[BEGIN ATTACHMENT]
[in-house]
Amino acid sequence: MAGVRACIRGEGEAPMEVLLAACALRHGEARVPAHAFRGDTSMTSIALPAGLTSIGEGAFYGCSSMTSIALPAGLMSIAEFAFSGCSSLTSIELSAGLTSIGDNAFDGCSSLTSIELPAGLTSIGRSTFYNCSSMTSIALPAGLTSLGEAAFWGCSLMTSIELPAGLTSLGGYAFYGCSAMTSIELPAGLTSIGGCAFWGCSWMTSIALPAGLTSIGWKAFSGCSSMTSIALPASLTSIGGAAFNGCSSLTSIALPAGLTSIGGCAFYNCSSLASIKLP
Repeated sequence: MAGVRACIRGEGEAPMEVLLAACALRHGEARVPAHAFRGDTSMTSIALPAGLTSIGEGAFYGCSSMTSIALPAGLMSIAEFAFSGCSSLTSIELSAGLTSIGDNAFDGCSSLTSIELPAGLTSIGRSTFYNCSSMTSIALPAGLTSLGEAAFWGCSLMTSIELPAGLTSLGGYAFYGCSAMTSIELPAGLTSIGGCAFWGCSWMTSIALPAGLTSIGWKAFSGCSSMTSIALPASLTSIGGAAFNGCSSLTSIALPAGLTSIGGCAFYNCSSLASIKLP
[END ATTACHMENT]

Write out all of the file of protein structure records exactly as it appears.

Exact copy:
[in-house]
Amino acid sequence: MAGVRACIRGEGEAPMEVLLAACALRHGEARVPAHAFRGDTSMTSIALPAGLTSIGEGAFYGCSSMTSIALPAGLMSIAEFAFSGCSSLTSIELSAGLTSIGDNAFDGCSSLTSIELPAGLTSIGRSTFYNCSSMTSIALPAGLTSLGEAAFWGCSLMTSIELPAGLTSLGGYAFYGCSAMTSIELPAGLTSIGGCAFWGCSWMTSIALPAGLTSIGWKAFSGCSSMTSIALPASLTSIGGAAFNGCSSLTSIALPAGLTSIGGCAFYNCSSLASIKLP
Repeated sequence: MAGVRACIRGEGEAPMEVLLAACALRHGEARVPAHAFRGDTSMTSIALPAGLTSIGEGAFYGCSSMTSIALPAGLMSIAEFAFSGCSSLTSIELSAGLTSIGDNAFDGCSSLTSIELPAGLTSIGRSTFYNCSSMTSIALPAGLTSLGEAAFWGCSLMTSIELPAGLTSLGGYAFYGCSAMTSIELPAGLTSIGGCAFWGCSWMTSIALPAGLTSIGWKAFSGCSSMTSIALPASLTSIGGAAFNGCSSLTSIALPAGLTSIGGCAFYNCSSLASIKLP